A quick glance at any social media platform today will tell you that it is Back to the Future Day, the famous day that Doc Brown and Marty McFly travelled into the distant future of 21 October 2015. The blockbusting film had mixed success in its predictions of the future but how easy is it for businesses to predict the future of their finances by budgeting – and are there any benefits in preparing a budget?
Many company’s management accounts will consist of a profit and loss account and balance sheet. These are perfectly good factual statements of the results for a period and position at the end of that period, but a budget can often provide a context to these reports.
For example, a profit and loss account may show sales have increased by 2% from last quarter but does this represent a good result if management were expecting turnover to increase by 5% due to a new contract or if unexpected staff overtime has absorbed the potential profits the extra revenue was expected to be generating?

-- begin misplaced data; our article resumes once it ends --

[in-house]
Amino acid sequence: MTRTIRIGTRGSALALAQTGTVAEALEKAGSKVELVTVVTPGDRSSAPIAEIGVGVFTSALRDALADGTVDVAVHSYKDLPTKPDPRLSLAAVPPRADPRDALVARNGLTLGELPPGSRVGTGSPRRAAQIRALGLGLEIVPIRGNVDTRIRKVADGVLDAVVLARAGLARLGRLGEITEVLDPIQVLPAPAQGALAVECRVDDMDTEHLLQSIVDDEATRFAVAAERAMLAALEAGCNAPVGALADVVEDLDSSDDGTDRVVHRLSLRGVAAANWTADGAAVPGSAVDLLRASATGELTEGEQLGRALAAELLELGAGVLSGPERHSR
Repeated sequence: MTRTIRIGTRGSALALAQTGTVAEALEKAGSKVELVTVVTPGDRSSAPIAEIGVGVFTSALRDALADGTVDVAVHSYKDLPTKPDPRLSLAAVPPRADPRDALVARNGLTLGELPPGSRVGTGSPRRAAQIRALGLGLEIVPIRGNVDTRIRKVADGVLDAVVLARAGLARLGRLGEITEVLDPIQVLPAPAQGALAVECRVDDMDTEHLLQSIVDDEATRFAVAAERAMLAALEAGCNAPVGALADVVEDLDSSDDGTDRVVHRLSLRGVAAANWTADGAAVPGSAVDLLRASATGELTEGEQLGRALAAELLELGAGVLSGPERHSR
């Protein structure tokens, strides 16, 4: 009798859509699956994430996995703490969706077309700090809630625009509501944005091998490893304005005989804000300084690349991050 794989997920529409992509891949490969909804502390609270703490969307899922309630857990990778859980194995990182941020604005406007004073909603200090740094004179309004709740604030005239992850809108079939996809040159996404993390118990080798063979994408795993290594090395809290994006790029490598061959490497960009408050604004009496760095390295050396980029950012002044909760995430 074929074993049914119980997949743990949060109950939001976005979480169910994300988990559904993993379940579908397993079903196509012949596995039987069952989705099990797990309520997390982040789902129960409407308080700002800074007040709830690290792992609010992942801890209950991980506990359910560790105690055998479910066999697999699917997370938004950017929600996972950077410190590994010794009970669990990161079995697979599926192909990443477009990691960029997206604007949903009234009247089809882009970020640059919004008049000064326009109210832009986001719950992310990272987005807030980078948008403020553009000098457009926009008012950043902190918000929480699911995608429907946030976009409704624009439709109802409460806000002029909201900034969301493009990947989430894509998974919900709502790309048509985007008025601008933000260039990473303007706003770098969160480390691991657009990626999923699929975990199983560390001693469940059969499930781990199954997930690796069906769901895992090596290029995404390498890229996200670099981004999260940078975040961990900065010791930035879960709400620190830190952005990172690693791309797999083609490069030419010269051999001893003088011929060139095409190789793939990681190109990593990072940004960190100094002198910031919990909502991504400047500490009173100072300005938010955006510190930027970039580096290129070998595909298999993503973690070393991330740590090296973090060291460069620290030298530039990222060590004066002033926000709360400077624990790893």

A budget can therefore provide a starting point to a discussion as to why the company finds itself in its present position and can be an indicator of problem areas within the business. If IT expenditure is constantly exceeding budgeted cost, is it time to replace some ageing IT equipment? Could under spending on staff training be linked to a recent increase in staff turnover?
Budgets are an important performance analysis tool and creating a budget allows management to give consideration to the future direction in which they wish the company to go, the best method of achieving that direction and the likely cash flow requirements.
When in use budgets can be a useful performance management tool and if done correctly can also be a motivating factor for staff, particularly if they are involved in – and in agreement with – a budget setting process that results in realistic, challenging yet achievable targets.
The great news is that many companies already have budgeting software at their disposal. Accounts packages such as Sage include built in budgeting modules, allowing anything from a simple roll forward of last year’s results to a detailed line by line analysis. More advanced budgeting software can model a profit and loss account, balance sheet and cash flow statement from a series of basic assumptions.
So whilst the future of your business is unlikely to contain hoverboards or time travelling DeLoreans, it may certainly be worth considering the direction in which your business is heading in the months and years ahead.